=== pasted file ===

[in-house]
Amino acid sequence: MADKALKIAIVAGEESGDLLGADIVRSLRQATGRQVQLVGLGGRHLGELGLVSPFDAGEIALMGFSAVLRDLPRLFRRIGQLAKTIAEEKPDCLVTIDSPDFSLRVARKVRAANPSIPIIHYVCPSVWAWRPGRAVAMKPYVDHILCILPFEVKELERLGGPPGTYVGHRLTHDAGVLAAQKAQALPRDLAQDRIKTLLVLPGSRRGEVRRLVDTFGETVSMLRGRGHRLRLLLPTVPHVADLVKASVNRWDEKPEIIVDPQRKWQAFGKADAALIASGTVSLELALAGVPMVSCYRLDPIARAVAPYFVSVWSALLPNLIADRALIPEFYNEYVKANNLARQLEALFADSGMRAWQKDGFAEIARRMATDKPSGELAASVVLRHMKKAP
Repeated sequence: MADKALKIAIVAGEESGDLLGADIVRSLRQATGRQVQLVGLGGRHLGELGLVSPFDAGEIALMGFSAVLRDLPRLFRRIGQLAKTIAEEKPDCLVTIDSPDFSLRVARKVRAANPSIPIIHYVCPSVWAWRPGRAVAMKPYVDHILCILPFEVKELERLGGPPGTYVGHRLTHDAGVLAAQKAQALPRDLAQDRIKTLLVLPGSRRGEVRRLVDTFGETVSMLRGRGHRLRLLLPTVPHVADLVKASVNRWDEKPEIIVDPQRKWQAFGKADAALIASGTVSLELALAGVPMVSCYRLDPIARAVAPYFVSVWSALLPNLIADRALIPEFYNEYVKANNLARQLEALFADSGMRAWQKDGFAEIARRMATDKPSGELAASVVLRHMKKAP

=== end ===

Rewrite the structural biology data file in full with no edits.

[in-house]
Amino acid sequence: MADKALKIAIVAGEESGDLLGADIVRSLRQATGRQVQLVGLGGRHLGELGLVSPFDAGEIALMGFSAVLRDLPRLFRRIGQLAKTIAEEKPDCLVTIDSPDFSLRVARKVRAANPSIPIIHYVCPSVWAWRPGRAVAMKPYVDHILCILPFEVKELERLGGPPGTYVGHRLTHDAGVLAAQKAQALPRDLAQDRIKTLLVLPGSRRGEVRRLVDTFGETVSMLRGRGHRLRLLLPTVPHVADLVKASVNRWDEKPEIIVDPQRKWQAFGKADAALIASGTVSLELALAGVPMVSCYRLDPIARAVAPYFVSVWSALLPNLIADRALIPEFYNEYVKANNLARQLEALFADSGMRAWQKDGFAEIARRMATDKPSGELAASVVLRHMKKAP
Repeated sequence: MADKALKIAIVAGEESGDLLGADIVRSLRQATGRQVQLVGLGGRHLGELGLVSPFDAGEIALMGFSAVLRDLPRLFRRIGQLAKTIAEEKPDCLVTIDSPDFSLRVARKVRAANPSIPIIHYVCPSVWAWRPGRAVAMKPYVDHILCILPFEVKELERLGGPPGTYVGHRLTHDAGVLAAQKAQALPRDLAQDRIKTLLVLPGSRRGEVRRLVDTFGETVSMLRGRGHRLRLLLPTVPHVADLVKASVNRWDEKPEIIVDPQRKWQAFGKADAALIASGTVSLELALAGVPMVSCYRLDPIARAVAPYFVSVWSALLPNLIADRALIPEFYNEYVKANNLARQLEALFADSGMRAWQKDGFAEIARRMATDKPSGELAASVVLRHMKKAP